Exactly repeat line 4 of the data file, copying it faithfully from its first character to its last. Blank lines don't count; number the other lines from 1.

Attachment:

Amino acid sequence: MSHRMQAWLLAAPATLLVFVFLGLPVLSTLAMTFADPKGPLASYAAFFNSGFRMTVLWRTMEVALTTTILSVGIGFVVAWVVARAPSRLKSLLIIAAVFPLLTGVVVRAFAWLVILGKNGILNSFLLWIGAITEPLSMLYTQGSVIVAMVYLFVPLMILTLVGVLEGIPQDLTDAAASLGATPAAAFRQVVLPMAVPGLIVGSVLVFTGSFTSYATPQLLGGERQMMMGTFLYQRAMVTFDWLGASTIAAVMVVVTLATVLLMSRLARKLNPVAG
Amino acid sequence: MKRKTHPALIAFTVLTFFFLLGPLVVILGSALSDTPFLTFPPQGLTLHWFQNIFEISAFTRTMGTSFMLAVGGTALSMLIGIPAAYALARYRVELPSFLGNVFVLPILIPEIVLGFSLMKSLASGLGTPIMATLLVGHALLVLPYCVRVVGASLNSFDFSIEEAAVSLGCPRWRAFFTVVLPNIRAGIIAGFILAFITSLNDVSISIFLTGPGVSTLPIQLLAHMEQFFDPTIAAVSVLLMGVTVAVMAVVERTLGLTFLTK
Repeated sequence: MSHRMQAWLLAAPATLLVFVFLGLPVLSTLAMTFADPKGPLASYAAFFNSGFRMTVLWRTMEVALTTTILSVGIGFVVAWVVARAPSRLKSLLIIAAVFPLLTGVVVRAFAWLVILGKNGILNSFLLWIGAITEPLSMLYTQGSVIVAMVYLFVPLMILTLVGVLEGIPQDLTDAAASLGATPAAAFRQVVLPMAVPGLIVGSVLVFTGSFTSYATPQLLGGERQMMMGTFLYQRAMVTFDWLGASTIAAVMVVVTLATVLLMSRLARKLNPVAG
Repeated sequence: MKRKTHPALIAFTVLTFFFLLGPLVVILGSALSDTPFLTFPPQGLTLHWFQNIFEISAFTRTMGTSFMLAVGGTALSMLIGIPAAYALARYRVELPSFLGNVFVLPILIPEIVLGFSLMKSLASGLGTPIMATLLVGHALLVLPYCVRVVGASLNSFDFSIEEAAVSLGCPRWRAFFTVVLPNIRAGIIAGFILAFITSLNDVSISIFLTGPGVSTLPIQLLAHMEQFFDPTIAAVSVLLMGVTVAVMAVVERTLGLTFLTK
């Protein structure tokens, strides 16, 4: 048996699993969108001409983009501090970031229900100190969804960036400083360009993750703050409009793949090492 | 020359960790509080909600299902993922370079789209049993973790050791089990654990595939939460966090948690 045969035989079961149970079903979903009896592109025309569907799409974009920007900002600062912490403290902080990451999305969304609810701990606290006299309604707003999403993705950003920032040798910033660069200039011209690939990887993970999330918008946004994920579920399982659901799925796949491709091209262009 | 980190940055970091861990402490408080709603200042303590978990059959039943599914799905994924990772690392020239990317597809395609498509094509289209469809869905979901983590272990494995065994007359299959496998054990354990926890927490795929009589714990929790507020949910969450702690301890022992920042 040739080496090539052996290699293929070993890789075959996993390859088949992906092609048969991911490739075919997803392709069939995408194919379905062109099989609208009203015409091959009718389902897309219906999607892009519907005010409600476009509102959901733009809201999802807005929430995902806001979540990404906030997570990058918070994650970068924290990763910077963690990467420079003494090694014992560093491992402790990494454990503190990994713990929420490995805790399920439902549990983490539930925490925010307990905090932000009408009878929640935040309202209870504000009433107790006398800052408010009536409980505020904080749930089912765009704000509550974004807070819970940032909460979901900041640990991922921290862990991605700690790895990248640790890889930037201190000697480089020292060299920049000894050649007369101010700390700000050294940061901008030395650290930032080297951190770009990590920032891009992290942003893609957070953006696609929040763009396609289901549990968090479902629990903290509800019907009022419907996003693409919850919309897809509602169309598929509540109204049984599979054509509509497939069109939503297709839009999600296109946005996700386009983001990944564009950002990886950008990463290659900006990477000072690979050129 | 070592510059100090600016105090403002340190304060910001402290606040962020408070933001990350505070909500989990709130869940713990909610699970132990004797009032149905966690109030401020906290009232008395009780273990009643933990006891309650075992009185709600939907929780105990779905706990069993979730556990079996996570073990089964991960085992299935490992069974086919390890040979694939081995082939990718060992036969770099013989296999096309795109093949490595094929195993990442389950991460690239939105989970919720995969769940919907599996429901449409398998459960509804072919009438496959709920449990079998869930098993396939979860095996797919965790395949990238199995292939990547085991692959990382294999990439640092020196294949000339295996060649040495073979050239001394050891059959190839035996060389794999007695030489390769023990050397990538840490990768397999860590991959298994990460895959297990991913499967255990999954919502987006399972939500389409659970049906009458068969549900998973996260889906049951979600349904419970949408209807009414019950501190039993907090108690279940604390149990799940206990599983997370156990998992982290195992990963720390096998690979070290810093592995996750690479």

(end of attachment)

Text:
Repeated sequence: MKRKTHPALIAFTVLTFFFLLGPLVVILGSALSDTPFLTFPPQGLTLHWFQNIFEISAFTRTMGTSFMLAVGGTALSMLIGIPAAYALARYRVELPSFLGNVFVLPILIPEIVLGFSLMKSLASGLGTPIMATLLVGHALLVLPYCVRVVGASLNSFDFSIEEAAVSLGCPRWRAFFTVVLPNIRAGIIAGFILAFITSLNDVSISIFLTGPGVSTLPIQLLAHMEQFFDPTIAAVSVLLMGVTVAVMAVVERTLGLTFLTK